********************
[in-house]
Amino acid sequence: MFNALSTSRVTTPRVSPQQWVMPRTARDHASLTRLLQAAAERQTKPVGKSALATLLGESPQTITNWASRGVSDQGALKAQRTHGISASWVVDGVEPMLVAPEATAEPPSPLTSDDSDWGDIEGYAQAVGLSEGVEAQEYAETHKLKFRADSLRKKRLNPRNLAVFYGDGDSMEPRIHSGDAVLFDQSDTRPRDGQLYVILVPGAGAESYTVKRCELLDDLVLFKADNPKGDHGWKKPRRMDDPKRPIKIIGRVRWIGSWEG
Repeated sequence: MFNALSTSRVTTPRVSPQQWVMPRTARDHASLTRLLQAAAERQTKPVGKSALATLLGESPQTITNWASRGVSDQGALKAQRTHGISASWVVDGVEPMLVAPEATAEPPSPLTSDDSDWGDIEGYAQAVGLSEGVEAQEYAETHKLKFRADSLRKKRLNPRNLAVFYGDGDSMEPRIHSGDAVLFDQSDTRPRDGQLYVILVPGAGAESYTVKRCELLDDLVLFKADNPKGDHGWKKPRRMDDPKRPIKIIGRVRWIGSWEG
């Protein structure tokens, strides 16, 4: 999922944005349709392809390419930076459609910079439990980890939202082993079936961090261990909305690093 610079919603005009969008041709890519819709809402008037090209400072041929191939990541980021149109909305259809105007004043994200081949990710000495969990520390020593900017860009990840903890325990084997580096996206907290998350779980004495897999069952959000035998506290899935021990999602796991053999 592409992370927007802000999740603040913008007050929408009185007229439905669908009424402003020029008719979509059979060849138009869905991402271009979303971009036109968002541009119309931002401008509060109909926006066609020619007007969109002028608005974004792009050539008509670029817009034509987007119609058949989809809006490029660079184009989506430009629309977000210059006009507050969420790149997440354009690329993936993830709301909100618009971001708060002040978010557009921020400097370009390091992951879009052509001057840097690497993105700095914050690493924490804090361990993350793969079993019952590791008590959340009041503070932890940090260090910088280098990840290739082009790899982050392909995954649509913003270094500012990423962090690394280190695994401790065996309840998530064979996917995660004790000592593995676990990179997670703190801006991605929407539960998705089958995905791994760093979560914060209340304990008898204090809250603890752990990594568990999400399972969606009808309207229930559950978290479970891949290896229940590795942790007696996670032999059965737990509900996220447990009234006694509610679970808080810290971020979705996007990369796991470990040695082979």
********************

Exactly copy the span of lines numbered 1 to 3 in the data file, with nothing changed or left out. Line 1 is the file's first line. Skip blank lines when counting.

[in-house]
Amino acid sequence: MFNALSTSRVTTPRVSPQQWVMPRTARDHASLTRLLQAAAERQTKPVGKSALATLLGESPQTITNWASRGVSDQGALKAQRTHGISASWVVDGVEPMLVAPEATAEPPSPLTSDDSDWGDIEGYAQAVGLSEGVEAQEYAETHKLKFRADSLRKKRLNPRNLAVFYGDGDSMEPRIHSGDAVLFDQSDTRPRDGQLYVILVPGAGAESYTVKRCELLDDLVLFKADNPKGDHGWKKPRRMDDPKRPIKIIGRVRWIGSWEG
Repeated sequence: MFNALSTSRVTTPRVSPQQWVMPRTARDHASLTRLLQAAAERQTKPVGKSALATLLGESPQTITNWASRGVSDQGALKAQRTHGISASWVVDGVEPMLVAPEATAEPPSPLTSDDSDWGDIEGYAQAVGLSEGVEAQEYAETHKLKFRADSLRKKRLNPRNLAVFYGDGDSMEPRIHSGDAVLFDQSDTRPRDGQLYVILVPGAGAESYTVKRCELLDDLVLFKADNPKGDHGWKKPRRMDDPKRPIKIIGRVRWIGSWEG